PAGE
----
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Amirreza Haghighi, MD, MSc





Brigham and Women's Hospital




Saori Gurung, Kathleen Elaine Daly, Yvonne Chekaluk, Kyeisha Laurence, Phillip Loan, Ashley Chopra, Lili Allen, Emily May, Layla Al-Zubi, Ahona Mukherjee, Suraj Modi, Jocelyn Williams, Elizabeth Chandler Johnson, Krithika Nayudu, Sanjana Sathrasala, Stephanie Mueller, Wolfram Gosseling, Joel Thorp Katz, Richard Maas, Chidiebere Ibe, Alireza Haghighi, Julie Barrett, James Masson, Lyssa Palu-ay, Brooke DiGiovanni Evans, Tony Perez, Amirreza Haghighi*

Principal Investigator

Amirreza Haghighi, MD, MSc


Medical Inclusion and Diversity Art Program (MIDAP), a Partnership Initiative to Enhance Diversity, Representation, and Inclusion


Disparities in healthcare remain a major issue, and the lack of diversity in medical illustrations and images -ubiquitous in clinical practice and medical education – reinforces the gaps in healthcare and health outcomes. The Medical Inclusion and Diversity Art Program (MIDAP) aims to address this through promoting diversity and representation of all kinds in the illustrations and visual artwork used in medical books, scientific literature, training, and patient engagement activities. MIDAP is a partnership between the BWH International Center for Genetic Disease (iCGD) and the MassArt. We have recently started a research pilot study (supported by the BWH Dept. of Medicine) to evaluate the diversity of biological sex and skin tone in a subset of educational and informational materials given or presented to patients and medical trainees in the BWH Departments. We aim to identify any possible underrepresentation of female and nonwhite subjects in these materials. To conduct the work of this proposal, a MIDAP Study Team has been recruited that consists of members of diverse gender and ethnicity and includes medical trainees (students, residents, fellows), art students, and various administrative staff and members of a faculty advisory group from BWH, HMS, and MassArt. Images and illustrations (from collected BWH clinic materials and informational resources) are being inventoried and archived for analysis and future use. We are performing a quantitative research study and use descriptive and inferential statistical methods to analyze our data. We will include all figures depicting human subjects with visible skin and sex in the study. We categorize biological sex based on observable phenotypes, such as primary and secondary sex characteristics, and text within captions when possible. Skin tone will be analyzed with Monk Skin Tone (MST) scale scores with guidance from observable phenotypes. In the next step, we aim to devise potential solutions for possible biases.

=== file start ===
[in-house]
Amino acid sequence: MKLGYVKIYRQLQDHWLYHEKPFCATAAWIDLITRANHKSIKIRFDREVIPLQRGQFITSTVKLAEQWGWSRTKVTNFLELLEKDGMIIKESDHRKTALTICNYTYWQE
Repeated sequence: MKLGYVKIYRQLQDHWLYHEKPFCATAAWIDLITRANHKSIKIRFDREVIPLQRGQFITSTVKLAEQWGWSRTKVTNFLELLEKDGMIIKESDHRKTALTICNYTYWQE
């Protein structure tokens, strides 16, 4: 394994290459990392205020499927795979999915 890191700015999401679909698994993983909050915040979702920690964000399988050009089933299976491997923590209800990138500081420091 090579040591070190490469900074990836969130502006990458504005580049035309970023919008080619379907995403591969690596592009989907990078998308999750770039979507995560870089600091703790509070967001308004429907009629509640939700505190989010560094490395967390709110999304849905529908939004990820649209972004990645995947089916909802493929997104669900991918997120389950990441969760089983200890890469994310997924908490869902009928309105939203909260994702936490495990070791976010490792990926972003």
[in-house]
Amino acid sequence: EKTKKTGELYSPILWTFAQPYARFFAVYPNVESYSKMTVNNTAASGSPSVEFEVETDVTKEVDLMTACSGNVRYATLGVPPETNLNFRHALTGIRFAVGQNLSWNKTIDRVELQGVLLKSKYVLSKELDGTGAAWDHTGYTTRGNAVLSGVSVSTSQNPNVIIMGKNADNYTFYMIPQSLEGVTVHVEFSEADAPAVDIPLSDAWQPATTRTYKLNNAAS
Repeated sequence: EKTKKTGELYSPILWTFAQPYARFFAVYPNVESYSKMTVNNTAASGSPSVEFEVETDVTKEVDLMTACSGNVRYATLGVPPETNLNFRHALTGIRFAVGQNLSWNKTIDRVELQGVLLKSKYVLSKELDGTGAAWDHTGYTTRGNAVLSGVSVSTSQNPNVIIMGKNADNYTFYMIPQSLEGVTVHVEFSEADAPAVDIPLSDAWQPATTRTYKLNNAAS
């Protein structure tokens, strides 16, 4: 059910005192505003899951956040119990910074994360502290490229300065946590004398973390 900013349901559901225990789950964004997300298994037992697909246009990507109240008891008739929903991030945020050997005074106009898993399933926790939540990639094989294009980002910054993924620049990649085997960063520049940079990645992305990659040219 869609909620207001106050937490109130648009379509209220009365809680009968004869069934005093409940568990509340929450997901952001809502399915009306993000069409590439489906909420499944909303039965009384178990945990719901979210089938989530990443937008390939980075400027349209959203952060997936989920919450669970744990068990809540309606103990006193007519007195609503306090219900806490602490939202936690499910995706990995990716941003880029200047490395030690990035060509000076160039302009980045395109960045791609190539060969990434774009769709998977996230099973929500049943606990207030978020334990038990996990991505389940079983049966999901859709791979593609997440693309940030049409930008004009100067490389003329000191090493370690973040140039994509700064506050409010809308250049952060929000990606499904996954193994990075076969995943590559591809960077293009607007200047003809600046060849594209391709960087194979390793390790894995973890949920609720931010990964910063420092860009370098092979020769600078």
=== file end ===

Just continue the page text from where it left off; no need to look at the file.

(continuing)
Research Context

Medical illustrations and images play a crucial role in healthcare delivery, impacting patients, medical trainees, and healthcare providers, as well as their perceptions about healthcare equality. Unfortunately, not only many medical textbooks, but also medical courses, lecturer handouts, and other educational materials lack visual sex/gender and ethnic diversity. To advance equitable care, images should accurately represent the diverse populations served or engaged. We seek to quantitate and potentially begin to remediate the degree of sex inequity in medical imagery, both clinical and educational, in the BWH departments. A future work product of this plan and our MIDAP program is to build a free, publicly available online medical image and illustration repository. This repository will provide clinicians, educators, researchers, healthcare administrators, and media with access to diverse medical images and photos. By taking this approach, we hope to address biases and promote inclusivity, thereby better serving the needs of all patients.